In an update to the Charter Schools Advisory Board on Thursday, the federal policy director at the state’s Department of Public Instruction said that North Carolina’s new A-F school grading system does not align with federal regulations under the new Every Student Succeeds Act (ESSA) —which means that the either the General Assembly will need to amend the law soon or the state will need to have two school accountability systems in order to comply with federal law and regulations.

DPI’s Dr. Lou Fabrizio told the CSAB “that’s a heavy lift” for state lawmakers to come into their 2017 legislative session in mid-January and amend the A-F school grading law in time for the state to submit their ESSA compliance plan to the federal government by March, a short timeline that played a role in the State Board of Education’s recent decision to submit their ESSA compliance plan in September, instead.

It’s a complicated issue, but essentially there are two federal requirements under ESSA that are missing from the state’s A-F school grading system:

  1. a measure of progress in terms of how schools are helping English language learners achieve proficiency in English; and
  2. a measure of school quality and student success (examples include student and educator engagement, access and completion of advanced coursework, postsecondary readiness, school climate and safety).

Fabrizio said that because the current A-F school grading formula doesn’t include these indicators, either lawmakers will have to amend the A-F school grades law to have them included and given certain weights or the State Board of Education will need to act to develop an additional school accountability system that will report on these measures to comply with federal law and continue receiving federal funds that are authorized under ESSA (other federal funding streams, like those associated with students with special needs or career and technical education, are authorized under different federal statutes and are not affected).

Fabrizio also said that information reported through the accountability model must be able to be disaggregated across various student groups, including race/ethnicity, students with disabilities, English language learners and students who are economically disadvantaged. There are also a few other elements of the A-F school grading model that also don’t align with federal standards, such as the indicator of math course rigor.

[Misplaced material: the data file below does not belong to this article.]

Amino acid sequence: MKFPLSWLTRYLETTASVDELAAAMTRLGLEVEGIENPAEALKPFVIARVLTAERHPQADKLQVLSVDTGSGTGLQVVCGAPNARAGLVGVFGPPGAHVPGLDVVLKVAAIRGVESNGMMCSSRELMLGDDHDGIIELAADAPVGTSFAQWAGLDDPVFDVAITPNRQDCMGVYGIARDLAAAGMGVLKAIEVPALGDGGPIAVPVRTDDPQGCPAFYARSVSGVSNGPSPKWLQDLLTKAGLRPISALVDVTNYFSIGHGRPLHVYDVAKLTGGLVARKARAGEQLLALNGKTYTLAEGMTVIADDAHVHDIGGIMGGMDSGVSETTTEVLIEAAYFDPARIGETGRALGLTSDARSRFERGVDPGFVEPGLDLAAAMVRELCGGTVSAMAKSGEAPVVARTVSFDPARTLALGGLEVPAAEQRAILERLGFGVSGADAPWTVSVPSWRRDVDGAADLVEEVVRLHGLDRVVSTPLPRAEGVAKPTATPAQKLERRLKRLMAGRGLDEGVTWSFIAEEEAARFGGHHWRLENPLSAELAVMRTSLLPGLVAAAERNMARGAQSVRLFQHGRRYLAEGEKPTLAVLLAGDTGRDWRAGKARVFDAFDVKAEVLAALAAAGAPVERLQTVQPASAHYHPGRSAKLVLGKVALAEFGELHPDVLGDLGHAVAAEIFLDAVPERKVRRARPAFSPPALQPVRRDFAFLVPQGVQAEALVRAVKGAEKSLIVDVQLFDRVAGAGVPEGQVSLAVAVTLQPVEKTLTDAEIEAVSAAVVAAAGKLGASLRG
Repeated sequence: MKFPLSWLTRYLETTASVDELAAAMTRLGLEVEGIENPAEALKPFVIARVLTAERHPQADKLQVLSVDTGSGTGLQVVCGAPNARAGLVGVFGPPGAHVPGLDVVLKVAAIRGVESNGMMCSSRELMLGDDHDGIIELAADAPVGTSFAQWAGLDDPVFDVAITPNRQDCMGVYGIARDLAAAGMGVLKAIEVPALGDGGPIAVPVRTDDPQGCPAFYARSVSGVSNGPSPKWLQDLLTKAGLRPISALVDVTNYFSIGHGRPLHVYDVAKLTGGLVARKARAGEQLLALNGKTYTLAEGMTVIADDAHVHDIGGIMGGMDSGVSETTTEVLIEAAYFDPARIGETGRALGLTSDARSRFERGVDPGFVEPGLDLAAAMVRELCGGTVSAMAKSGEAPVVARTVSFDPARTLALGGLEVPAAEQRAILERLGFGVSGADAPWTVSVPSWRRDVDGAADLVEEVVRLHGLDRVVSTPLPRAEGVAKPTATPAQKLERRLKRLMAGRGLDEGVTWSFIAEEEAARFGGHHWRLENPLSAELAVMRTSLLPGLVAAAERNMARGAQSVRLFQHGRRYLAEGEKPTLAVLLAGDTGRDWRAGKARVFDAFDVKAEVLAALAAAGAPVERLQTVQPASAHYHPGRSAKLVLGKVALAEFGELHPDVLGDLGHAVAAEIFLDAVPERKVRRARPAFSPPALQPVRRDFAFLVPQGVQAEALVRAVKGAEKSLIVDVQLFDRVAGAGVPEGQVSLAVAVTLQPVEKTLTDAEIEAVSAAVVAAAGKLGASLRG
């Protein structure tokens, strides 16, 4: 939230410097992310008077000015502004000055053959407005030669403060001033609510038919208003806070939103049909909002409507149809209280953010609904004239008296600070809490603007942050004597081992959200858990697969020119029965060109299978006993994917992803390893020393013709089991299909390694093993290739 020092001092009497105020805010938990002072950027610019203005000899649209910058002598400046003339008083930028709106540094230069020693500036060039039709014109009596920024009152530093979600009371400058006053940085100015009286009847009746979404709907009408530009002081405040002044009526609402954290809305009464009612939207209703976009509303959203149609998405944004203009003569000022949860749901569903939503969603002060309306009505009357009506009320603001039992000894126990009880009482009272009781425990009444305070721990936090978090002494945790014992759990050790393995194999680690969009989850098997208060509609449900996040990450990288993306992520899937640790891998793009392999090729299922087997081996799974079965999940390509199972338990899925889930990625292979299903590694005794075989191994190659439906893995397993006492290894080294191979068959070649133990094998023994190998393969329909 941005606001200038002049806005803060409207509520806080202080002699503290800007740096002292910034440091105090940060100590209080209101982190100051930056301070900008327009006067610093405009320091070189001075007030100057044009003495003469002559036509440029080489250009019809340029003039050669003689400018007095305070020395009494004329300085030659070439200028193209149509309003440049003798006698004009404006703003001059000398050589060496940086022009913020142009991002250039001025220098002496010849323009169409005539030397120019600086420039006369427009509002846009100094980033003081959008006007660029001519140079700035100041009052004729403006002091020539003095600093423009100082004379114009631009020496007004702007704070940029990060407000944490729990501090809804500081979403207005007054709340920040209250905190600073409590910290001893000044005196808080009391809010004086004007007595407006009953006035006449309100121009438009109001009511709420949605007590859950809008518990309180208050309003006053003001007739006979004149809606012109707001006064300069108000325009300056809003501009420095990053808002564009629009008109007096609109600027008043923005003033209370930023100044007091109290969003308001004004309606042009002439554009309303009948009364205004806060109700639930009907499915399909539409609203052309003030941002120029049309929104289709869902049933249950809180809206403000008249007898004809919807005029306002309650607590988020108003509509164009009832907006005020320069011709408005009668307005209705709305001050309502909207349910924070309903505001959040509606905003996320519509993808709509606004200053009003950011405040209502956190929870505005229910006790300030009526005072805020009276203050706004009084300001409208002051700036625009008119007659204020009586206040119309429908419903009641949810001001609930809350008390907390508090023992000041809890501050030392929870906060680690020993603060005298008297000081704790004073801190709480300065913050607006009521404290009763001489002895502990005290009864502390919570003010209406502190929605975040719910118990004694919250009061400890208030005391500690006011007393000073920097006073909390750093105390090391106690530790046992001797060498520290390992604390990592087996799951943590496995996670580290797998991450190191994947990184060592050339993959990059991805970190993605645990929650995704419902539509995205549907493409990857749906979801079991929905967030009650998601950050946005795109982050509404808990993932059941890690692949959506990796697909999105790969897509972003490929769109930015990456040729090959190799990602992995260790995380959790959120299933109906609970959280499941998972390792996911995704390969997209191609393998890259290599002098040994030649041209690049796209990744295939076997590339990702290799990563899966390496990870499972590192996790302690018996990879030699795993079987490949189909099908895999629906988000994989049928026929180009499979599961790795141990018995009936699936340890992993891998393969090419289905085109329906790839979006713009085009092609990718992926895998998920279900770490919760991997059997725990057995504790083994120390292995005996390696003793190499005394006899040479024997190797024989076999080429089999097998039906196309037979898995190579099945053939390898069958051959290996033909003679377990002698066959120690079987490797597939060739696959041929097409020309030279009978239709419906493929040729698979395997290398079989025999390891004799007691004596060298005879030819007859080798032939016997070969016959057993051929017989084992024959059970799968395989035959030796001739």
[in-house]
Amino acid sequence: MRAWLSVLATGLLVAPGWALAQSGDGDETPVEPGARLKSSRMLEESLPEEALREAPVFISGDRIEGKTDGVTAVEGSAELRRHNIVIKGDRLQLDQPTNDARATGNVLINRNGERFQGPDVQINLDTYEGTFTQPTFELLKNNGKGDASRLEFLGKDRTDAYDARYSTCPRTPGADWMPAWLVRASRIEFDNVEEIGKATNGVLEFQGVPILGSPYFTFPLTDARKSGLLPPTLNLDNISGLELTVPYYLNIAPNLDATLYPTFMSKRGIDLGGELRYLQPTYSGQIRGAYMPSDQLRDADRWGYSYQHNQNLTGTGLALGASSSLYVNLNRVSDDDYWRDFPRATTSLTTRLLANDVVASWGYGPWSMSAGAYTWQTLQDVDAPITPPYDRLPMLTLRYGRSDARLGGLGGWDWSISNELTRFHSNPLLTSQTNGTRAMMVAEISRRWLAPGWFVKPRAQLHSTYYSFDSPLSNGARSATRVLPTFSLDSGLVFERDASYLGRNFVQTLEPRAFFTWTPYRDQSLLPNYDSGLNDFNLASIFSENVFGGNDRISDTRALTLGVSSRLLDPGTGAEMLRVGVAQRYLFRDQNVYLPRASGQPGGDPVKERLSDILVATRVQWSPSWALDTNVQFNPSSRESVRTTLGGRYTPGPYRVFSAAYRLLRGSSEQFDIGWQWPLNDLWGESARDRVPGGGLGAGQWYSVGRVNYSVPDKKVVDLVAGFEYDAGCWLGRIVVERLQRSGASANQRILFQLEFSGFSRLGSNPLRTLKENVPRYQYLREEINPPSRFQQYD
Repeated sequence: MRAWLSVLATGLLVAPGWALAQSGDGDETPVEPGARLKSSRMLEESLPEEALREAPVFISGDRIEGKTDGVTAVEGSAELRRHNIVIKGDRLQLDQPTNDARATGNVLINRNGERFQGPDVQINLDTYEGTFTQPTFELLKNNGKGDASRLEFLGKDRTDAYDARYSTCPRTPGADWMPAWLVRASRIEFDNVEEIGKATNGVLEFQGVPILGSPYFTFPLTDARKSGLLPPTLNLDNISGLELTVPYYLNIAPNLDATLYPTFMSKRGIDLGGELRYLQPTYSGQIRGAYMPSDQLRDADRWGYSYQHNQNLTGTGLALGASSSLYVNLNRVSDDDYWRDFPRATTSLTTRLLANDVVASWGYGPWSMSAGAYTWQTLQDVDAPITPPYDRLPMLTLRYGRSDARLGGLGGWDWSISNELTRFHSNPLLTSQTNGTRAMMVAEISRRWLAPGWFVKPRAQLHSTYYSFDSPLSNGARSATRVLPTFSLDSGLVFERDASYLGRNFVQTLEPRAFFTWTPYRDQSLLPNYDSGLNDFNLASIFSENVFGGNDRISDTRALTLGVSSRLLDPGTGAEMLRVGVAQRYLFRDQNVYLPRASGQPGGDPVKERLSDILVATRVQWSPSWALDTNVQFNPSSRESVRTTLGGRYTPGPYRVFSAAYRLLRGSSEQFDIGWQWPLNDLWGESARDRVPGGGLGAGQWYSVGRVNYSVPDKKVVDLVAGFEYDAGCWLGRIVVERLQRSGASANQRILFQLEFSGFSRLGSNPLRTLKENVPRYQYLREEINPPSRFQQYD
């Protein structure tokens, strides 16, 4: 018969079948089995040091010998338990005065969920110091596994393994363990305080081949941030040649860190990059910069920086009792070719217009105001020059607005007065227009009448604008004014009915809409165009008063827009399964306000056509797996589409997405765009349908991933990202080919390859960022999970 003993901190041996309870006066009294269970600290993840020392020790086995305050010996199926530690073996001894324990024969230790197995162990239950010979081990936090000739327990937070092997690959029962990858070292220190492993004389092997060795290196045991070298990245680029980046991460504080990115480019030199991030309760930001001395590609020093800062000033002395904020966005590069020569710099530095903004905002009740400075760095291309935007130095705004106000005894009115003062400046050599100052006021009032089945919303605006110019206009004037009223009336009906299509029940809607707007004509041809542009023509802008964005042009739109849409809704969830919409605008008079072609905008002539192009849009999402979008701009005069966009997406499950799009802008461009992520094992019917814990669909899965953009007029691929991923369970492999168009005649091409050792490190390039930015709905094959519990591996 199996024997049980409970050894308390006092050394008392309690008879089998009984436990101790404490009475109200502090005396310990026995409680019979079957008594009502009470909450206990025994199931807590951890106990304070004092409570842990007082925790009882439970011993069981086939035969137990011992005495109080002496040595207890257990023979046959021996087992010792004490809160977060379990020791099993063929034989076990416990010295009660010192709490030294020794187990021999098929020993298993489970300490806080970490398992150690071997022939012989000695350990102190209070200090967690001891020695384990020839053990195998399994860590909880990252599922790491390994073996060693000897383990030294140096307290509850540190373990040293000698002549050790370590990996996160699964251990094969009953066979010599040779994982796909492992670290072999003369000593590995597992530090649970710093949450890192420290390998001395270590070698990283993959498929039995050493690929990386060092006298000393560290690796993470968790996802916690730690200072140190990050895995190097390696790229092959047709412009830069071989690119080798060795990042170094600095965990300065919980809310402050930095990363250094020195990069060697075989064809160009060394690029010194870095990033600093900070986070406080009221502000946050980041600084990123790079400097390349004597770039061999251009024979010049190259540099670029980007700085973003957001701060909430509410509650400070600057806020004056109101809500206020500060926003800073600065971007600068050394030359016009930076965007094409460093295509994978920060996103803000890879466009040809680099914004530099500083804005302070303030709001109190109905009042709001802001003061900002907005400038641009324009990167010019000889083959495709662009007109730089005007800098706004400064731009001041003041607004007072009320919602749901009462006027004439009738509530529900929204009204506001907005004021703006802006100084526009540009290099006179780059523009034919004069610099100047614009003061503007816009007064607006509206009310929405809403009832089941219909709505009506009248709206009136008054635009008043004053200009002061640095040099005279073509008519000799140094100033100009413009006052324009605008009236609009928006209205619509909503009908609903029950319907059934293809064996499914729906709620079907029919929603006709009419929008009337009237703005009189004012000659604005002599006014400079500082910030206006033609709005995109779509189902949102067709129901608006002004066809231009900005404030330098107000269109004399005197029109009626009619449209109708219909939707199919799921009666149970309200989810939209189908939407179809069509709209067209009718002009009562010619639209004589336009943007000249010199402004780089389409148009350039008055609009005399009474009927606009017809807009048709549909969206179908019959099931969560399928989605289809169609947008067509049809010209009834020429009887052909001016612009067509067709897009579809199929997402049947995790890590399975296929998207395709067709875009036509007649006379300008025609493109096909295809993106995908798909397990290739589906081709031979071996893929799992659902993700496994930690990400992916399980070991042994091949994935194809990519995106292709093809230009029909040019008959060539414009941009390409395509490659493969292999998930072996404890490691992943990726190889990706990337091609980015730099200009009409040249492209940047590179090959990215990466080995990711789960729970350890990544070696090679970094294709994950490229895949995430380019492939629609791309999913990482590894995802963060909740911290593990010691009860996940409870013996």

None of these federal requirements would require the General Assembly to change how much student academic growth accounts for school grades (currently 20 percent of the formula); but it does require additional indicators to go into the calculation of the overall 20 percent of student growth and 80 percent of student proficiency indicators (like I said: it’s complicated).

The A-F school grading system was put into place by the General Assembly beginning with the 2013-14 school year in the interest of providing families with more transparency when it comes to how local public schools are performing.

But critics of the letter grades, which were developed based on former Florida Governor Jeb Bush’s A-F school grading system, contend that North Carolina’s version simply serves as a proxy for socioeconomic status. [Read more about A-F school grades HERE and HERE and HERE.]

That’s because the grades rely more heavily on students’ performance on standardized tests at one point in time. Only 20 percent of the formula for devising letter grades takes into account how schools help students grow over time in terms of their academic performance—and as a result, some say that the grades are not always a good indicator of a school’s quality and could even present misinformation.

More to come on how North Carolina moves to comply with federal law when it comes to A-F school grades; see my story from last week about how one state organization has developed a new app that relies heavily on the accountability system to direct families to charter schools and private voucher schools.

This post has been updated.

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